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Researching is a Massive Public Work

A lot going on – and big news/updates to come – but I wanted to talk a little bit about research. I’m busy getting ready to write my second novel (but I guess my third book?). And this time I’m trying to do everything about this process “right.” The Collective, you remember, was a National Novel Writing Month book. I jumped in with eyes squeezed shut, outlining as I went, discovering the plot as it flowed from my fingers. That process was a lot of fun, but it meant the editing process, once I started to try to make sense of what I’d written, was a 12-month chore.

With this next book I want to cut that time down – and I aim to do it by smartly outlining and researching ahead of time. (Like a real book!) That’s the part I’m in right now – and it’s been a lot of fun, actually. I’ve got books and movies in a big long list. I’ve got a Scrivener document with ideas for scenes and characters. And I read for hours at a time and feel like I’ve accomplished much. Of course the danger is to get sucked in and research for forever. But I’ve set myself a due date – I’ll start writing in earnest on July 2. (Happy Birthday America, I got you 10,000 words!)

What’s the research been? Massive earth-changing projects. I read Dam! about the Hetch-Hetchy and right now I’m reading Path Between the Seas about the Panama Canal. (PBTS, BTW is an incredible book. The founding of the Republic of Panama reads like a Joseph Conrad page-turning spy thriller.) Next up in my queue: a book on Baron Haussmann remaking Paris and Ferdinand de Lesseps digging the Suez Canal.

Anything else you think I should read?

Also – I guess I should come up with a Sloanian codename for this next project, huh? That’s to come (though let me know if you have any suggestions).

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  1. June 24, 2010 at 9:33 am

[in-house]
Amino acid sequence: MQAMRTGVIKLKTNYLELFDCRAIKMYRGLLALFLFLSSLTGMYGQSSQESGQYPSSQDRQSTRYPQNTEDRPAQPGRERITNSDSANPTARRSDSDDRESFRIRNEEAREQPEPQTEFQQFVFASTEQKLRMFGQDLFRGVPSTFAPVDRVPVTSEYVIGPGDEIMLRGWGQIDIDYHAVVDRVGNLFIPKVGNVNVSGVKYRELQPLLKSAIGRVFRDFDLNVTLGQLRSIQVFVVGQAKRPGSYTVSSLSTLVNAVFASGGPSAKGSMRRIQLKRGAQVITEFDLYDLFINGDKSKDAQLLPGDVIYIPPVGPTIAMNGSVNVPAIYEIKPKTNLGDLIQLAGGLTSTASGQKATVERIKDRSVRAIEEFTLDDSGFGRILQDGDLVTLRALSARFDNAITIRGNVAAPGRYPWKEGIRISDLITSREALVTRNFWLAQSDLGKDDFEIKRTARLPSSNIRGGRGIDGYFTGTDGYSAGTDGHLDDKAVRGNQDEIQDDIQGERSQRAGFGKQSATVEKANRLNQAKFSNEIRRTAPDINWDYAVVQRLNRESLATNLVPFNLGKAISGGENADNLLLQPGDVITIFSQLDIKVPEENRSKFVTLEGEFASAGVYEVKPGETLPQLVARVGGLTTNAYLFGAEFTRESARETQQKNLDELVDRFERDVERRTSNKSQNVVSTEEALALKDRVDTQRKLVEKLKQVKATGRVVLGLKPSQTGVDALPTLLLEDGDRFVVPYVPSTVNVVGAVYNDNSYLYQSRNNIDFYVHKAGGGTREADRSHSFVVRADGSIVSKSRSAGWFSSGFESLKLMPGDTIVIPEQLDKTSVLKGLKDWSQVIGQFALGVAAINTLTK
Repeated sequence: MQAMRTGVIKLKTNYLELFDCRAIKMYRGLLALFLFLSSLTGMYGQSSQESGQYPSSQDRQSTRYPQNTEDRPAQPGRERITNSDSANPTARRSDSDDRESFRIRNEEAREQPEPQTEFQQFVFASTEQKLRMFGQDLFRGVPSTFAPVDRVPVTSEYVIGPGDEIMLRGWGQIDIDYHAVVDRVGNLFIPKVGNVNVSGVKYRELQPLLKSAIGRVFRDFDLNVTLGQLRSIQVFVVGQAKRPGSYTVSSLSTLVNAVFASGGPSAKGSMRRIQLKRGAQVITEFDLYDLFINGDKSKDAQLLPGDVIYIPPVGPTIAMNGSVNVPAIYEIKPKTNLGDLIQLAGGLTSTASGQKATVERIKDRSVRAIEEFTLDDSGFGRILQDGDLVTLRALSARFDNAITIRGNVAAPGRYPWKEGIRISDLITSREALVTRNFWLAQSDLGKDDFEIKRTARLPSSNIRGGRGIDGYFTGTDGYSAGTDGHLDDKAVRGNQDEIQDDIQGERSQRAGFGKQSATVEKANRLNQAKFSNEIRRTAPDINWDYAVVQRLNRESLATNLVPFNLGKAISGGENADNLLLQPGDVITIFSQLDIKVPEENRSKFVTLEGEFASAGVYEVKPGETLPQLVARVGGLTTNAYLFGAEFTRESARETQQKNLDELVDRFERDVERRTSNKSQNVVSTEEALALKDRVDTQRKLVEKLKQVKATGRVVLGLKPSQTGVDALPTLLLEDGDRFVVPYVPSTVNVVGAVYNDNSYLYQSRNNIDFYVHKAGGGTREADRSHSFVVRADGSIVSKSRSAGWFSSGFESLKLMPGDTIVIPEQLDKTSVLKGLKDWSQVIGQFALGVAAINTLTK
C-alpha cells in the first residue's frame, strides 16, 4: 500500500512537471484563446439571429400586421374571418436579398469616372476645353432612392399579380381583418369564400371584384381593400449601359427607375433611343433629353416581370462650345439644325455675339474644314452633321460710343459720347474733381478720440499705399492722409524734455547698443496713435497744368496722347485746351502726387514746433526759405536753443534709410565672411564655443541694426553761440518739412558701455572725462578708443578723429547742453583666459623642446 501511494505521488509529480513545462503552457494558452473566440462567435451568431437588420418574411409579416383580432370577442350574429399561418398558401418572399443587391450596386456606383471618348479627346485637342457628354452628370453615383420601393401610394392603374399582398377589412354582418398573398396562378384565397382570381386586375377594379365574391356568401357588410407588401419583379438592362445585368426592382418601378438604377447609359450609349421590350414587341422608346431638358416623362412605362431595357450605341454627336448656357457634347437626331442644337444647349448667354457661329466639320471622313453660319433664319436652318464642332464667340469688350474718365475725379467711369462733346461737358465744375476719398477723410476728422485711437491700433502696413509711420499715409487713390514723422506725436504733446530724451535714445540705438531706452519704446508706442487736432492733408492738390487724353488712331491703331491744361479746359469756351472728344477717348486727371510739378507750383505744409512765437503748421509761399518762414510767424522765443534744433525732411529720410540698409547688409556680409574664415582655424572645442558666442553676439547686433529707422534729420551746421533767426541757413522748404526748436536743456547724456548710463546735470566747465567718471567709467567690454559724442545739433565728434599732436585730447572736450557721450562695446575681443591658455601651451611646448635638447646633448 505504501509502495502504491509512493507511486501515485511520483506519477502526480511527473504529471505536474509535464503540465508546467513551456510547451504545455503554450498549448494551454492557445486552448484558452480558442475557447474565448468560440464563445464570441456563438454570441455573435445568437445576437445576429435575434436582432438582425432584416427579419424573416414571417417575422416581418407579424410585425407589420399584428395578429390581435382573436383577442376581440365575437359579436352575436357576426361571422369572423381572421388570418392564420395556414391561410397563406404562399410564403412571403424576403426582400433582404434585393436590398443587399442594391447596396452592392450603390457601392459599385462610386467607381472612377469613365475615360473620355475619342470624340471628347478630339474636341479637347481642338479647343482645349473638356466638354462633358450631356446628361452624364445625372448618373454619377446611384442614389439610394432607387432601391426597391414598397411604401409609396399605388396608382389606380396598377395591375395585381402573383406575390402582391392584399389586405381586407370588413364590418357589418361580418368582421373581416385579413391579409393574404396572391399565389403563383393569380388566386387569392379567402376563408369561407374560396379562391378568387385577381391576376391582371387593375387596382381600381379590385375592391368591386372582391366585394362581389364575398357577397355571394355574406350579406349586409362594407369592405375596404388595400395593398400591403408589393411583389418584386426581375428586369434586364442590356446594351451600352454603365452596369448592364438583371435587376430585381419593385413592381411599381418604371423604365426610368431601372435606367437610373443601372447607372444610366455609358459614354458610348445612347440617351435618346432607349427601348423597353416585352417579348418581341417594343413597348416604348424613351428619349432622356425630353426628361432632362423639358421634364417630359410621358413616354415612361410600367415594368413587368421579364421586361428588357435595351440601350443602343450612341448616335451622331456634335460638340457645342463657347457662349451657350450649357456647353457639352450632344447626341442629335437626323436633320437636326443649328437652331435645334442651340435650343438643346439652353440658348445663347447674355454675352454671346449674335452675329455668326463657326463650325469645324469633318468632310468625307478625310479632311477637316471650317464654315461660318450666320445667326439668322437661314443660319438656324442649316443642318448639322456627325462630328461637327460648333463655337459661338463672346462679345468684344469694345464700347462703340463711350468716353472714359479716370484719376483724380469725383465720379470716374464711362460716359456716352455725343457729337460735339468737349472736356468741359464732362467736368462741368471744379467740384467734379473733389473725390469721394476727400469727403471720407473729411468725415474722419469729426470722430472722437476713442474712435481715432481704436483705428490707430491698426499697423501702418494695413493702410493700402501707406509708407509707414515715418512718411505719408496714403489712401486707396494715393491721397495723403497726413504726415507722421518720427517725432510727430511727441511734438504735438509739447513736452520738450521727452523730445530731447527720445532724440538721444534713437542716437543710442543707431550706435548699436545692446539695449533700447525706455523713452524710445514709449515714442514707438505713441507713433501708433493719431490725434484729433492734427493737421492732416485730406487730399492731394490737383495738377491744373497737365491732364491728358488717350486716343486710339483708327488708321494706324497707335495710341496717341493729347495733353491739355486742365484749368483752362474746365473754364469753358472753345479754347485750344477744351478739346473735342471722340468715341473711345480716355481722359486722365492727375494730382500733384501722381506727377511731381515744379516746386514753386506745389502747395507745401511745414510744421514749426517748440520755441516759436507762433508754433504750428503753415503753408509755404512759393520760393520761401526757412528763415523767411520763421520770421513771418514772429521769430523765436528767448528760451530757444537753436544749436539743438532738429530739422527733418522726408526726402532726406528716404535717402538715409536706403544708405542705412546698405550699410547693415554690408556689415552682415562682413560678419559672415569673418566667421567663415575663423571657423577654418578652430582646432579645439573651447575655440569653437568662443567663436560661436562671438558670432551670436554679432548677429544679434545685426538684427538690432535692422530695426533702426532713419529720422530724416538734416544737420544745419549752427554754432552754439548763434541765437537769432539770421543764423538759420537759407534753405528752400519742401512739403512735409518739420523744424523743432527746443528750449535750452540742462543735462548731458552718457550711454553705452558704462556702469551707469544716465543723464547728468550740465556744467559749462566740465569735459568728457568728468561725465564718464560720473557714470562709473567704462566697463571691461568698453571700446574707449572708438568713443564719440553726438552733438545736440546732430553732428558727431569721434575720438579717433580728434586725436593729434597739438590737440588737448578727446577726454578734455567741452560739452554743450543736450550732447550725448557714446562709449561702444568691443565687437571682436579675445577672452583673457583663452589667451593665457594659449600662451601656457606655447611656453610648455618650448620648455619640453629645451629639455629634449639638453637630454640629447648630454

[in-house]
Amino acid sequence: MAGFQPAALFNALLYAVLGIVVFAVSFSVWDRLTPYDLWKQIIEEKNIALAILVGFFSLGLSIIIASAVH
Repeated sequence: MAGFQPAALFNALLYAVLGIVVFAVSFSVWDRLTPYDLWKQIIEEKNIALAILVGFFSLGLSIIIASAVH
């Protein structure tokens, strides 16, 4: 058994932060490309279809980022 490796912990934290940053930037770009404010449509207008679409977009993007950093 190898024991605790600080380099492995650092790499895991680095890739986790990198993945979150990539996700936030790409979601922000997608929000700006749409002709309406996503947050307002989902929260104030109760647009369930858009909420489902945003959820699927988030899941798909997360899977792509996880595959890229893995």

Andrew, I think you already got the Powerbroker recommendation that Timand I made on twitter. I’m guessing you already know about Cadillac Desert (Mark Reisner) & The Control of Nature (John McPhee)? Salvadori’s Why Buildings Stand Up & Why Buildings Fall Down form an interesting duet, but more engineering focused than you probably wanted. Three books I can’t recommend but have heard things about:
    The Gate by John Van Der Zee, about our famous bridge, The Great Wall by John Man, and A Teardrop on the Cheek of Time about the Taj (which was not quite a public work . . .). I can’t recall the names, but I’ve heard of good histories of New York’s Catskill aquaduct system and the London Thames Sewage system. I’m guessing either city’s subways must have compelling histories as well. There are several dueling histories of the Transcontinental Railroad too.

    Far and away one of my favorite novels of the last ten years of my reading life is about public works and the people working on them: In The Skin of a Lion by Michael Ondaatje, which is truly lovely.

    Looking forward to reading the fruits of your search and synthesis.

  2. June 29, 2010 at 1:55 am

    Great suggestions! Yeah, Power Broker is in my queue for sure and The Control of Nature is one of my all-time favorites – but the rest of these are all new. Thanks so much!

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